ACTAVIS UK LTD v ELI LILLY & CO 1

Reports of Patent, Design and Trade Mark Cases, Feb 2015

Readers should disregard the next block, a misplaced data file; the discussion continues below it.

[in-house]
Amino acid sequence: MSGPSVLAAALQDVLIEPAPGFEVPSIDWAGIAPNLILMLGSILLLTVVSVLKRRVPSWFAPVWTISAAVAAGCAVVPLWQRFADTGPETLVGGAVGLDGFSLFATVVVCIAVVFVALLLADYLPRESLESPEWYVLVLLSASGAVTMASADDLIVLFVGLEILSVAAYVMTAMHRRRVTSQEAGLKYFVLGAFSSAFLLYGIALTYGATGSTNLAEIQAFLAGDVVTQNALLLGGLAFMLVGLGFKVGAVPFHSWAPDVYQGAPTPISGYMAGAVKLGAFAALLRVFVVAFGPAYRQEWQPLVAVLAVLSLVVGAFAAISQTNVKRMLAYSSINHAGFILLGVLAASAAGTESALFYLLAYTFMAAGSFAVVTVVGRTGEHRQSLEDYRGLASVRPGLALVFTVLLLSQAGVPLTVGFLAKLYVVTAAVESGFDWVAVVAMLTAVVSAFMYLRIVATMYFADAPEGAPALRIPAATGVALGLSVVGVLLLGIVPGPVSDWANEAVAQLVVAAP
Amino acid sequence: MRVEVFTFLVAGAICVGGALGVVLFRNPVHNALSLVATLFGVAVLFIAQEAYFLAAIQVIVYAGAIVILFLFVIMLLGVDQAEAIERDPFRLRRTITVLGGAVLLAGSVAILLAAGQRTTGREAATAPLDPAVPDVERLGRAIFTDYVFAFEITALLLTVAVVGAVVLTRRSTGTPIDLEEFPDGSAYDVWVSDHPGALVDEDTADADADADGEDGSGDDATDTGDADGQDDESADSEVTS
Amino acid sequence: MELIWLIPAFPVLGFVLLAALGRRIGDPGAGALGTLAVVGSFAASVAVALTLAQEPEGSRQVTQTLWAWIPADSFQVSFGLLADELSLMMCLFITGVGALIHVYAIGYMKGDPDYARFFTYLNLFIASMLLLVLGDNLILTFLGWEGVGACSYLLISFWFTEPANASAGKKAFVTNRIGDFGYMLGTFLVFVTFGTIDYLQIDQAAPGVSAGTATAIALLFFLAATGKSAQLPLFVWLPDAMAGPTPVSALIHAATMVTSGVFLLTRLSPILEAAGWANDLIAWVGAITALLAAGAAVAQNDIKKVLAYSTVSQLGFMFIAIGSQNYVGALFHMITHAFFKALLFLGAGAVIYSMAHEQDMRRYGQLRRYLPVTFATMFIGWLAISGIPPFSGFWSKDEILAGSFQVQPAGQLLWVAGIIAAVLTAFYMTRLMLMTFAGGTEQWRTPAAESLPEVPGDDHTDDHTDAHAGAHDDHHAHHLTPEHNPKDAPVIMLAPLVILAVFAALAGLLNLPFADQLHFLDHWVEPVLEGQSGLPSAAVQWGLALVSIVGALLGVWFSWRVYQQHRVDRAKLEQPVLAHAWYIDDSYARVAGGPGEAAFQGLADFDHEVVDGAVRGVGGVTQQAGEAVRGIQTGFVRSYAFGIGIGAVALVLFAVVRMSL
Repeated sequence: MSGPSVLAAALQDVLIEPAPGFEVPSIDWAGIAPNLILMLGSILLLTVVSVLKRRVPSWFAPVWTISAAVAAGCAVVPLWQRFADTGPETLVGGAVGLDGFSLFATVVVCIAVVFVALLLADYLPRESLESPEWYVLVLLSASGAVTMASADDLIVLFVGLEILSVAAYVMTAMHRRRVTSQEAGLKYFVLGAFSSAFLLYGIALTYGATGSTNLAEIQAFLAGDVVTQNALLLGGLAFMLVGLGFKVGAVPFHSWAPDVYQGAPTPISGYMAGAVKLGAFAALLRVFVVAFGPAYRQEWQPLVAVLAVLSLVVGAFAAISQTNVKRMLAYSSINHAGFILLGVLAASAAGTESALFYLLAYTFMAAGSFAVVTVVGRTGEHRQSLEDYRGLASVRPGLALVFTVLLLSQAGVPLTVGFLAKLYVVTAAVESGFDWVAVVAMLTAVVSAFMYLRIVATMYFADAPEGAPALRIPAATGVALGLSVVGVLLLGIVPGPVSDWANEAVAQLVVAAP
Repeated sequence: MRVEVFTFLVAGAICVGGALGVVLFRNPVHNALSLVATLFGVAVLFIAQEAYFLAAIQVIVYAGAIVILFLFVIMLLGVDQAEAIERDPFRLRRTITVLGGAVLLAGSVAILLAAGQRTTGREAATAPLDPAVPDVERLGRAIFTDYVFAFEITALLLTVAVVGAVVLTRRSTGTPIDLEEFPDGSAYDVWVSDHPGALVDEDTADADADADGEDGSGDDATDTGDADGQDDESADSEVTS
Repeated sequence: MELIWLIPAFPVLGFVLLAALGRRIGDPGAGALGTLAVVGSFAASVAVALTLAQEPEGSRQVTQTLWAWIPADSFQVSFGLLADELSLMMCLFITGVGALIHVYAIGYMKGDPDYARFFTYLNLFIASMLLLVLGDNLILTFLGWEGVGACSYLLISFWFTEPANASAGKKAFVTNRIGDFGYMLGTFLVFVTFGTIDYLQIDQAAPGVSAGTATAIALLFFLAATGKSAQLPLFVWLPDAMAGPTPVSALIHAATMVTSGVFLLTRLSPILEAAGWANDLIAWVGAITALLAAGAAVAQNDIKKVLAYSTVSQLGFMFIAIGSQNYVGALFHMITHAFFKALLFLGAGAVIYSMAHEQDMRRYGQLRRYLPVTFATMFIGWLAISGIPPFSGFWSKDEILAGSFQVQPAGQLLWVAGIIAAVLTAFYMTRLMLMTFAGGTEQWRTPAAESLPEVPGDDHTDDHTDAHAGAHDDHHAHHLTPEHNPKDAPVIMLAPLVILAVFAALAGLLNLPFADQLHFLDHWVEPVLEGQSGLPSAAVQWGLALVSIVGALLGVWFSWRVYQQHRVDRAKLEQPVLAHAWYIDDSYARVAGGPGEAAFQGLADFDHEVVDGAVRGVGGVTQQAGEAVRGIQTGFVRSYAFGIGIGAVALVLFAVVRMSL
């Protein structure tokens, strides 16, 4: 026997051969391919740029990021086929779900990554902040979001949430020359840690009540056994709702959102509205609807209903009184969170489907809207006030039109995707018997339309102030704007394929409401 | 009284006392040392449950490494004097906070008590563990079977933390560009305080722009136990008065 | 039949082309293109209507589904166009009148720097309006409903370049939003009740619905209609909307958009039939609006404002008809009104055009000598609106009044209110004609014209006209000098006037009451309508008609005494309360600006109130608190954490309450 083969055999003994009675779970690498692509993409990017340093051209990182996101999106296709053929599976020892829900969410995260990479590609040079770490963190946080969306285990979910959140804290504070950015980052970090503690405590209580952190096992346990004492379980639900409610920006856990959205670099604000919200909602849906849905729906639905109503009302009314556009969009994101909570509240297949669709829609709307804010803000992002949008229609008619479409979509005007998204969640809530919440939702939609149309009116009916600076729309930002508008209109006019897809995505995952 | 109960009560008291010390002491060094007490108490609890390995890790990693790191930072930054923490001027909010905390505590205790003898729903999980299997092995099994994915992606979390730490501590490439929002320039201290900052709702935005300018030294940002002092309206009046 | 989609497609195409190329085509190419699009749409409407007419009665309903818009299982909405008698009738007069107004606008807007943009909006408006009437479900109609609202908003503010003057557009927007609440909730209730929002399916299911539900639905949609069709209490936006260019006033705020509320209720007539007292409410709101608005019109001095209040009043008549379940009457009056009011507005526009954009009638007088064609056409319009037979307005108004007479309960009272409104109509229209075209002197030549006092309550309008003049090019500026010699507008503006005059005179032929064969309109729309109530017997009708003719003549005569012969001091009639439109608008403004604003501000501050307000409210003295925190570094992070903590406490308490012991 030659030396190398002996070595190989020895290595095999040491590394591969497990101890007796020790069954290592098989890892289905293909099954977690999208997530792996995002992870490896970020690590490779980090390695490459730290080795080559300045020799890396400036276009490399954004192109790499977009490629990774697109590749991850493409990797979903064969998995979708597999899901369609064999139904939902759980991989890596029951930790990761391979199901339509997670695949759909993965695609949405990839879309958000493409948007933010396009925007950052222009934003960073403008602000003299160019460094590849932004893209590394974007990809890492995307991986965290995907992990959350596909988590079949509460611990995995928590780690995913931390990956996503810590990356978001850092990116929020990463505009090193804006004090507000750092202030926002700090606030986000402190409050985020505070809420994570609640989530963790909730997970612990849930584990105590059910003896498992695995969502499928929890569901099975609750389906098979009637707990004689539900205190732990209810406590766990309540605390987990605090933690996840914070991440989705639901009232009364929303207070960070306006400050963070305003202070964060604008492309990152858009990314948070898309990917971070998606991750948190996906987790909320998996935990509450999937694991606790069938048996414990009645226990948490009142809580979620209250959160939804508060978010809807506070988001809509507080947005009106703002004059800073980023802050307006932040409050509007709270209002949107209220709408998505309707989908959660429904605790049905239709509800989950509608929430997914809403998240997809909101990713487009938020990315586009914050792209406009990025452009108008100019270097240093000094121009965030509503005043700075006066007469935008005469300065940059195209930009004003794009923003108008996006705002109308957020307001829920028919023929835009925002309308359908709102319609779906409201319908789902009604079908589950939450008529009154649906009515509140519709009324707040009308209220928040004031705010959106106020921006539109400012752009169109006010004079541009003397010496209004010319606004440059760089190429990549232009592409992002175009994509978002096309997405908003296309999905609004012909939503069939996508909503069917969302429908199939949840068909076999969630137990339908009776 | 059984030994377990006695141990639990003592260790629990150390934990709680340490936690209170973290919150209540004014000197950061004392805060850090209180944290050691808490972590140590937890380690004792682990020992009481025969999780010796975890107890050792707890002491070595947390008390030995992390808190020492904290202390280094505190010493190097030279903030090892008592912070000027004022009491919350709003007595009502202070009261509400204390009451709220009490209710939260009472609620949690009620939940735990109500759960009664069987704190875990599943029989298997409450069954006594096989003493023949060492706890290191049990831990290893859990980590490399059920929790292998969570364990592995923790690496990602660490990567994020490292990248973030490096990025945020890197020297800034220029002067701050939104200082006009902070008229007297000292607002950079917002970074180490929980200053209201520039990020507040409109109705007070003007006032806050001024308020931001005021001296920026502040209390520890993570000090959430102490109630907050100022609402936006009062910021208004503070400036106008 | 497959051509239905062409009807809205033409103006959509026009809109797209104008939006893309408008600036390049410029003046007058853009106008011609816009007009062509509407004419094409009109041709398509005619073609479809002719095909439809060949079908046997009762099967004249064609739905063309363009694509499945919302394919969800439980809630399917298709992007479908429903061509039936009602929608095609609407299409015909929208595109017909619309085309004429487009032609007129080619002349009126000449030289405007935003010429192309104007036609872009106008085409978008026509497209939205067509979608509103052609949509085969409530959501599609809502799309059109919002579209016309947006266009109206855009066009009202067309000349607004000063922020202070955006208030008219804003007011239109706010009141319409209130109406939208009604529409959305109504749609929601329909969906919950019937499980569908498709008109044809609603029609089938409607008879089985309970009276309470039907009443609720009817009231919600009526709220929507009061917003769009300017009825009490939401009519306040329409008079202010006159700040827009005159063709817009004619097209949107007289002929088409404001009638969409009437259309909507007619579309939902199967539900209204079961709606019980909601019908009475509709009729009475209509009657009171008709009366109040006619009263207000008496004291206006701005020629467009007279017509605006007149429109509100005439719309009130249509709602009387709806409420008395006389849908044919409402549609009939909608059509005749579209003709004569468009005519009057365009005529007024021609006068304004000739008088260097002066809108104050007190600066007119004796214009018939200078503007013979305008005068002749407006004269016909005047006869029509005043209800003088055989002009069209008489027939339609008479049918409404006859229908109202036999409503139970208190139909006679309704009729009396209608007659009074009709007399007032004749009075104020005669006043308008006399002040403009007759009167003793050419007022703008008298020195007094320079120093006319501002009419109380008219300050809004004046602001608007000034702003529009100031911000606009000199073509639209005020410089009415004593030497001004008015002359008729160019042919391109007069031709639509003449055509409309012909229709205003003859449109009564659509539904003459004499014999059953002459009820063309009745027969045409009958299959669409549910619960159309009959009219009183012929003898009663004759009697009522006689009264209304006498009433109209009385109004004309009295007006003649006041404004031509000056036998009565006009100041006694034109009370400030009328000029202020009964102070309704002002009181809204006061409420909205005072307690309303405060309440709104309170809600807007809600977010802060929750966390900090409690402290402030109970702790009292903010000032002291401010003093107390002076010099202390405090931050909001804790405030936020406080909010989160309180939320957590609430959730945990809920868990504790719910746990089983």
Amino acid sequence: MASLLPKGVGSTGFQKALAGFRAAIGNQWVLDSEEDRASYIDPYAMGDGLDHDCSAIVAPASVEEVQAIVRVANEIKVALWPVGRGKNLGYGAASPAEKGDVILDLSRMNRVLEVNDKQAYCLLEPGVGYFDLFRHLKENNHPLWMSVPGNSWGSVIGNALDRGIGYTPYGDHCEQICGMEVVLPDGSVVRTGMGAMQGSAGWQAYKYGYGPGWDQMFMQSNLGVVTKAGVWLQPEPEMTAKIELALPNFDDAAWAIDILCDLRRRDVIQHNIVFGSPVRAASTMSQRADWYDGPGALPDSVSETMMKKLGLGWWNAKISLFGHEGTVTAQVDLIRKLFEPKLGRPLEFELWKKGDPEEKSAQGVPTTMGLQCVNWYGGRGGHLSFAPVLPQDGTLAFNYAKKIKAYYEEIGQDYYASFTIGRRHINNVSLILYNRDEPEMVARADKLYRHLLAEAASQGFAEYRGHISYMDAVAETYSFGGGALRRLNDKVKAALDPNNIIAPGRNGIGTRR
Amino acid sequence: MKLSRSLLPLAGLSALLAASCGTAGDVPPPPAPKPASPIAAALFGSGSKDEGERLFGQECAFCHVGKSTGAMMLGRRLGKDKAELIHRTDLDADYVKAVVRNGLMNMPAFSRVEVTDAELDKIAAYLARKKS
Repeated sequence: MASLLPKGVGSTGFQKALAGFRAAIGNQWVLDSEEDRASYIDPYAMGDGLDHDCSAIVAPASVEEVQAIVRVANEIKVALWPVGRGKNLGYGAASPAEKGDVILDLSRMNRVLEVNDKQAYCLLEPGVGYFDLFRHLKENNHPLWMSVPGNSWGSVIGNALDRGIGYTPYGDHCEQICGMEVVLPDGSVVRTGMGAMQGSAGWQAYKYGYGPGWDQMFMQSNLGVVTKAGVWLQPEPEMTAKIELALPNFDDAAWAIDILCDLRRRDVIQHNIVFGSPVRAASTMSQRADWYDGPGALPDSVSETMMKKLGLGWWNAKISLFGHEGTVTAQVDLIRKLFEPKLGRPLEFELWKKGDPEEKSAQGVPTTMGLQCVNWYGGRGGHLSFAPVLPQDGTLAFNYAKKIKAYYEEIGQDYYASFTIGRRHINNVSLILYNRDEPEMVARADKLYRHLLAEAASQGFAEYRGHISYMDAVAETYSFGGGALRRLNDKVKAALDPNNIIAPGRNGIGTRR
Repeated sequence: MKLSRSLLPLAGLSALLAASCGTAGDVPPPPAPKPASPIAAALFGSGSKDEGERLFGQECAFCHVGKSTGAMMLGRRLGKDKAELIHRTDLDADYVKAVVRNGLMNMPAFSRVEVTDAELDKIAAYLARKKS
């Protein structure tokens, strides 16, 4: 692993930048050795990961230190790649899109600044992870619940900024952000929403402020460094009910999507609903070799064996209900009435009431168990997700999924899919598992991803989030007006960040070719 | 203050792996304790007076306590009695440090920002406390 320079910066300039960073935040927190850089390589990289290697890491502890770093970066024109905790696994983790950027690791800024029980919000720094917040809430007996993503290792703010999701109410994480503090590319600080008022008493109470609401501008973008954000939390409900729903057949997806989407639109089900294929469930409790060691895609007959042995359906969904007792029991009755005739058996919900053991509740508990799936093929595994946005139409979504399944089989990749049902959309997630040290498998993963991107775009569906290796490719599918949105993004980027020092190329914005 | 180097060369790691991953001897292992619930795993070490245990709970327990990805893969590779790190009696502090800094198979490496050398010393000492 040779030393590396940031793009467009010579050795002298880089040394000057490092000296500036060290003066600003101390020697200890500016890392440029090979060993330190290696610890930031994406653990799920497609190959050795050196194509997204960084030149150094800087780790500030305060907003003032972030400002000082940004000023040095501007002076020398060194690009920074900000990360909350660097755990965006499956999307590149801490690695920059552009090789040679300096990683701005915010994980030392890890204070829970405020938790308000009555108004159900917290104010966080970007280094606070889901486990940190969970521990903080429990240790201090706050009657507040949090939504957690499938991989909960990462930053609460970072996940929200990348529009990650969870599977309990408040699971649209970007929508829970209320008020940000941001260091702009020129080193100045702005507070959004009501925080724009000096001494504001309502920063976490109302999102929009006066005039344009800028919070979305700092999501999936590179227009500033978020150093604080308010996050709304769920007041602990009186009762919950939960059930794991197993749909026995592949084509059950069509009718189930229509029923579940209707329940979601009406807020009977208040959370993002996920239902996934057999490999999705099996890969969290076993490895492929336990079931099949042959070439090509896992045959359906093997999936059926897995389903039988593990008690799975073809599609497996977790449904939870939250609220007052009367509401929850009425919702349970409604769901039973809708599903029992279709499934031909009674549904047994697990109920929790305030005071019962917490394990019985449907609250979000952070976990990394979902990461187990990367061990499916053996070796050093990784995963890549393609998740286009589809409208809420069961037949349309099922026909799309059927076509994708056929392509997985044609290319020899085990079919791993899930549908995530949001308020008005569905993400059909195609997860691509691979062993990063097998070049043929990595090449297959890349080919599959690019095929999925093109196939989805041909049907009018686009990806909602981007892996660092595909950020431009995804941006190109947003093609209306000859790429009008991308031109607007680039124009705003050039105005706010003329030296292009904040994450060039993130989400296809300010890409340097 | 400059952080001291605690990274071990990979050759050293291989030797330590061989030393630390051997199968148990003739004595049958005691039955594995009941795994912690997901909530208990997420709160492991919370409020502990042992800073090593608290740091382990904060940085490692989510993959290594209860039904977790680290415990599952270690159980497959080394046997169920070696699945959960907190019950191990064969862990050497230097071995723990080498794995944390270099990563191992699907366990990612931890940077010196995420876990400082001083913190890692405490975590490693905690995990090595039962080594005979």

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ACTAVIS UK LTD v ELI LILLY & CO 1